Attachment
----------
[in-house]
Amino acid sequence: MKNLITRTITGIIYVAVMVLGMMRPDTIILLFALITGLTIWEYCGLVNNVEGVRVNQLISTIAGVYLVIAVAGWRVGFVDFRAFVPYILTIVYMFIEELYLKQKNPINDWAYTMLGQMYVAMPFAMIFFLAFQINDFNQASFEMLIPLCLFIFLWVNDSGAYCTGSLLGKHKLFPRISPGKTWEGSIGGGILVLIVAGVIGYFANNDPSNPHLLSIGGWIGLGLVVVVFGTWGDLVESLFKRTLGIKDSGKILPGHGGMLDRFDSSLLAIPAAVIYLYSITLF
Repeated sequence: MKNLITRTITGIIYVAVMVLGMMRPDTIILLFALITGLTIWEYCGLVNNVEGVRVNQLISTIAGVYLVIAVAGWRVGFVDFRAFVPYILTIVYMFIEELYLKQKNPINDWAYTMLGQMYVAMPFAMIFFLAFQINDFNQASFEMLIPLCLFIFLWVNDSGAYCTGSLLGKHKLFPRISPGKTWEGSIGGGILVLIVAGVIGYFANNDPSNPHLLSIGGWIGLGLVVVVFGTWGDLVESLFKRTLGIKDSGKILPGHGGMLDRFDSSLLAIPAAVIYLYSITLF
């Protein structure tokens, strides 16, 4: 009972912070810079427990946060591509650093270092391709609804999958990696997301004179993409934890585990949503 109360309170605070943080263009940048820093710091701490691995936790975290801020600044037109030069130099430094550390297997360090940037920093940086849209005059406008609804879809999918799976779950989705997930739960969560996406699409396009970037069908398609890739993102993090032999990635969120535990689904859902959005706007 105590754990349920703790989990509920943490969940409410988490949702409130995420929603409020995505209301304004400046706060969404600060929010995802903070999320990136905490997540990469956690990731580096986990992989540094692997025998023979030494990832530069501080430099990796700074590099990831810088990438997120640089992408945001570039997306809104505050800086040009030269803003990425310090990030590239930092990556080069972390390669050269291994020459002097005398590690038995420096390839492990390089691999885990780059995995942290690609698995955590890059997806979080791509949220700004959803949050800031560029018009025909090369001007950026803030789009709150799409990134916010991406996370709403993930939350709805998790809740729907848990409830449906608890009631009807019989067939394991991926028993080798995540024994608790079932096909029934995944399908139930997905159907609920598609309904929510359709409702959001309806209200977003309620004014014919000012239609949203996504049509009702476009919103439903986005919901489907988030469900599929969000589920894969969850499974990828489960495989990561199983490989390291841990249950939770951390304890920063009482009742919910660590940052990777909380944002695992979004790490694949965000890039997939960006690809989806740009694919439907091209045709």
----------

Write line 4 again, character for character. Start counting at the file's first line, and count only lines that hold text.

């Protein structure tokens, strides 16, 4: 009972912070810079427990946060591509650093270092391709609804999958990696997301004179993409934890585990949503 109360309170605070943080263009940048820093710091701490691995936790975290801020600044037109030069130099430094550390297997360090940037920093940086849209005059406008609804879809999918799976779950989705997930739960969560996406699409396009970037069908398609890739993102993090032999990635969120535990689904859902959005706007 105590754990349920703790989990509920943490969940409410988490949702409130995420929603409020995505209301304004400046706060969404600060929010995802903070999320990136905490997540990469956690990731580096986990992989540094692997025998023979030494990832530069501080430099990796700074590099990831810088990438997120640089992408945001570039997306809104505050800086040009030269803003990425310090990030590239930092990556080069972390390669050269291994020459002097005398590690038995420096390839492990390089691999885990780059995995942290690609698995955590890059997806979080791509949220700004959803949050800031560029018009025909090369001007950026803030789009709150799409990134916010991406996370709403993930939350709805998790809740729907848990409830449906608890009631009807019989067939394991991926028993080798995540024994608790079932096909029934995944399908139930997905159907609920598609309904929510359709409702959001309806209200977003309620004014014919000012239609949203996504049509009702476009919103439903986005919901489907988030469900599929969000589920894969969850499974990828489960495989990561199983490989390291841990249950939770951390304890920063009482009742919910660590940052990777909380944002695992979004790490694949965000890039997939960006690809989806740009694919439907091209045709």